The Orioles gained a left-handed hitting outfielder with a funny Twitter handle when they acquired former Pirates outfielder Travis Snider this week.
An 8-year-old boy in Thailand via Pittsburgh lost his hero, and his dad wrote about it in a way that will make Orioles fans realize Snider is more than just a ballplayer.
Ted Anthony, an Associated Press news director based in Bangkok, wrote on Medium about how his son took a shining to Snider several years ago after he did what young children do and predicted a grand slam late in a game. Snider actually came through.
The young boy, Wyatt, stood up at the Pirates’ version of Fanfest last winter and grilled the front office about its plans for Snider.
He drew pictures of him, got an authentic Snider jersey and met Snider at PNC Park earlier this season.
He carried his fandom to Thailand, where Anthony and his older son had to break the news of Snider’s trade to his biggest fan.
Social media has had a way of rewarding such honesty when it...Read more
A game-worn Johnny Unitas jersey from the 1967 season is a last-minute addition to a Super Bowl week auction in Phoenix, Ariz., and is expected to sell for anywhere between $50,000 and $100,000.
The auctioneer, Hunt Auctions, said the jersey was given to the consigner's family by then-Colts equipment manager Fred Schubach in the Memorial Stadium locker room in 1968.
The jersey was framed and hung in the consigner's family home, and a photograph of it was featured in a 1978 issue of Sun Magazine.
Unitas, the longtime Baltimore Colts star, earned national renown for his role in the 1958 NFL Championship game, the precursor to the Super Bowl at which his game-worn jersey will be sold.
According to the listing, the jersey "rates as one of only a scant few documented Unitas game jerseys to have entered the marketplace. Museum quality and categorically one of the finest examples in private hands."
Bids can be placed onlineRead more
With spring training just a few weeks away, the onslaught of ideas on how to make this baseball season better has begun.
The baseball Twitter community is buzzing about a proposal, which FoxSports.com’s Ken Rosenthal reported was floated by Chicago Cubs president Theo Epstein this fall, one that suggests relief pitchers should required to face more than one batter in a game.
That would all but eliminate the hyper-specialization of bullpen arms that Tony La Russa introduced nearly a quarter century ago. And it would produce the two-fold result of more offense (with less specialists brought in for a single batter) and a faster pace of play a bit by theoretically reducing the number of pitching changes and mound visits.
The proposal is getting good early reviews by fans and analysts, and based on how the Orioles have used relievers in the past few years, it might even get support here.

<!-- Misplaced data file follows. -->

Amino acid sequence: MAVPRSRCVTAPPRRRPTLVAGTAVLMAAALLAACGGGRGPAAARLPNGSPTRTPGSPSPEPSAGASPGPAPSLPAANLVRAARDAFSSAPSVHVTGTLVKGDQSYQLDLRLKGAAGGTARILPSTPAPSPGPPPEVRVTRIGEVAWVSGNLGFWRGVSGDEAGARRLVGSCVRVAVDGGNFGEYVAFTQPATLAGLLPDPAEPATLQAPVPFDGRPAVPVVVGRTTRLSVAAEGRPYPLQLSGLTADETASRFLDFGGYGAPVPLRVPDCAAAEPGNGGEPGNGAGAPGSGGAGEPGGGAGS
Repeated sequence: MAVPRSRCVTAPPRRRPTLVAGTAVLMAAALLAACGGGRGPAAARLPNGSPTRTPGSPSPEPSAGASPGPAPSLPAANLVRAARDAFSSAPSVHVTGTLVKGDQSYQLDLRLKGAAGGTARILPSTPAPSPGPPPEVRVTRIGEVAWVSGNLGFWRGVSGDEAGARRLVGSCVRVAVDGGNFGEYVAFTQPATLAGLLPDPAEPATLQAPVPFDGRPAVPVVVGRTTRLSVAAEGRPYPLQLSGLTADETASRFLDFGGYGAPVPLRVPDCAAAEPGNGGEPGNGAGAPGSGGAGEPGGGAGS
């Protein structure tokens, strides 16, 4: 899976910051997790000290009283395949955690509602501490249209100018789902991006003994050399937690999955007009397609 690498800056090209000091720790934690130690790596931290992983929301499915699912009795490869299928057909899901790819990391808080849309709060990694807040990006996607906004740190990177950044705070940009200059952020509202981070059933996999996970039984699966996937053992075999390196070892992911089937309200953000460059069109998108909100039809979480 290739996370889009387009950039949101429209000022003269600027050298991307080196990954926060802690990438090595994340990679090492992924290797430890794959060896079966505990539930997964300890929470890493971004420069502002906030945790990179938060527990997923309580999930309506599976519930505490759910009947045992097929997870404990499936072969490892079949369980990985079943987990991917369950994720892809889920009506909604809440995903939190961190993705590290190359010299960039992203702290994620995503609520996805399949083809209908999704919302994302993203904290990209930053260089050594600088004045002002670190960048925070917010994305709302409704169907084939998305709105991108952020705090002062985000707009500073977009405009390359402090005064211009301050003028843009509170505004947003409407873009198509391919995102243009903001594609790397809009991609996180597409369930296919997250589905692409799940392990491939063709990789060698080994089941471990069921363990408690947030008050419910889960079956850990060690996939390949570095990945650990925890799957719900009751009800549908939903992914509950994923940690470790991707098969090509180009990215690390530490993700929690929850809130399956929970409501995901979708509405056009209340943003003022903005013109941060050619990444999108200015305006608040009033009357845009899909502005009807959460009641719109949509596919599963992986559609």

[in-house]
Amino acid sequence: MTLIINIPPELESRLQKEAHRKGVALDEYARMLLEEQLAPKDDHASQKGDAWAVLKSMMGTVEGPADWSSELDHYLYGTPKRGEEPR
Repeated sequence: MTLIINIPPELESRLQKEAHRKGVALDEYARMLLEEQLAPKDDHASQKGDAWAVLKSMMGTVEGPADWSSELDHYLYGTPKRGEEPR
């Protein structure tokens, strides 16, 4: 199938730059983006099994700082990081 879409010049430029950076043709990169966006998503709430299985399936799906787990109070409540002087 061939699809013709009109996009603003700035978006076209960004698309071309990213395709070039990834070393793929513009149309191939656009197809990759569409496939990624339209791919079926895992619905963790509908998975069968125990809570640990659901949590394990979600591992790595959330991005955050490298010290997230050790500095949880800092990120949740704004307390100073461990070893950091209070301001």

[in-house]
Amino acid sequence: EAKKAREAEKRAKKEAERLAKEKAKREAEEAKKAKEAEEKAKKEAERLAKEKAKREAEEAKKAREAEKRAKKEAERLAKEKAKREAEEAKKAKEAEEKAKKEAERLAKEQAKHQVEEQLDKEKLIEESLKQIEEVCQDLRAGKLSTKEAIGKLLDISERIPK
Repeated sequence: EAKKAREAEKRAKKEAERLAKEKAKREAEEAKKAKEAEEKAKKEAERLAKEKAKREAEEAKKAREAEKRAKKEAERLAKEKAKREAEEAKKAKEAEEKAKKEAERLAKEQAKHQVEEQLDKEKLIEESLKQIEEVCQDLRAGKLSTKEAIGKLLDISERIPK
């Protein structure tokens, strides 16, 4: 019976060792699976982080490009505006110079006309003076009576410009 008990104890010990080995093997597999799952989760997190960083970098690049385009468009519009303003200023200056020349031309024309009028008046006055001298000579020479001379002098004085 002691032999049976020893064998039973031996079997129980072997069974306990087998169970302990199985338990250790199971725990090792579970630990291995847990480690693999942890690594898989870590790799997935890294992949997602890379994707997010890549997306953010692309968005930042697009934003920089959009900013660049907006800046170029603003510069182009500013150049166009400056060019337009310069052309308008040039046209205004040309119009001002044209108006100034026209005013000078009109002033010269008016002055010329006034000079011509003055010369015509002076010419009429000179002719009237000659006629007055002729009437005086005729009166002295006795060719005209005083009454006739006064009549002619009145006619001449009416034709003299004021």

Even with his (deserved) reputation as a master strategist, Orioles manager Buck Showalter wouldn’t be...Read more
During the Orioles' playoff run in October, students at Pocomoke High School in Worcester County launched a #WeWantCal social media campaign to get Orioles legend Cal Ripken Jr. as their 2015 graduation speaker.
They posted Vine videos of themselves with Ripken’s iconic No. 8, tweeted at local and national media outlets to gain attention for the campaign and formed themselves in a giant “8” at midfield of their soccer field to show their commitment.
The efforts got on Ripken’s radar, and though a scheduling conflict kept him away from commencement this spring, Ripken paid the 340-student school a visit Wednesday.
The Ripken Baseball twitter account was providing updates of the event, which appeared to include a meet-and-greet with Ripken and a question-and-answer session.
Principal Annette Wallace tweeted that it was the “coolest day ever.”
I bet her students agree.Read more
When NBC Sports executives began planning their Super Bowl XLIX pregame show before the season even began, Ravens coach John Harbaugh was their top choice as a guest analyst.
It turns out the Ravens’ 35-31 AFC divisional round loss to the New England Patriots was NBC’s, and the Super Bowl viewers’ gain.
“John Harbaugh was our target from before the season began because he’s got Super Bowl experience, and he is an engaging personality,” NBC Sports executive producer Sam Flood said on a conference call Wednesday. “It’s an easy selection. After they got knocked out in the divisional round, that was our first thought, to reach out to John.
“Obviously, having just played the Patriots three weeks prior, it gives us an incredible insight on this team and in this time frame,” Flood added. “There’s a real relevance to this, and that’s why we think it’s an extra-good add to the team.”
Flood said Harbaugh will be part of several aspects of the show, including segments with host Bob Costas and the...Read more
While the two lucky teams who actually made the Super Bowl, the New England Patriots and Seattle Seahawks, prepare for the game Sunday, a recent analysis shows just how close the Ravens’ roster was to carrying them that far.
ESPN and Pro Football Focus collaborated on a study that found the Ravens were among the closest teams, in terms of number of above-average players, to making the Super Bowl. The study found that Super Bowl teams have an average of 40 percent of above-average players among their top contributors, and the Ravens who finished with a 10-6 record, had just more than 36 percent of their players rated that highly.
The Dallas Cowboys had the requisite amount of players, while the Ravens, Denver Broncos, Green Bay Packers and Philadelphia Eagles are all tied at two players away from a Super Bowl-caliber roster. That’s not terrible company to be in.
It’s a neat exercise by those involved, and features much more in-depth analysis than what can be provided here, but the...Read more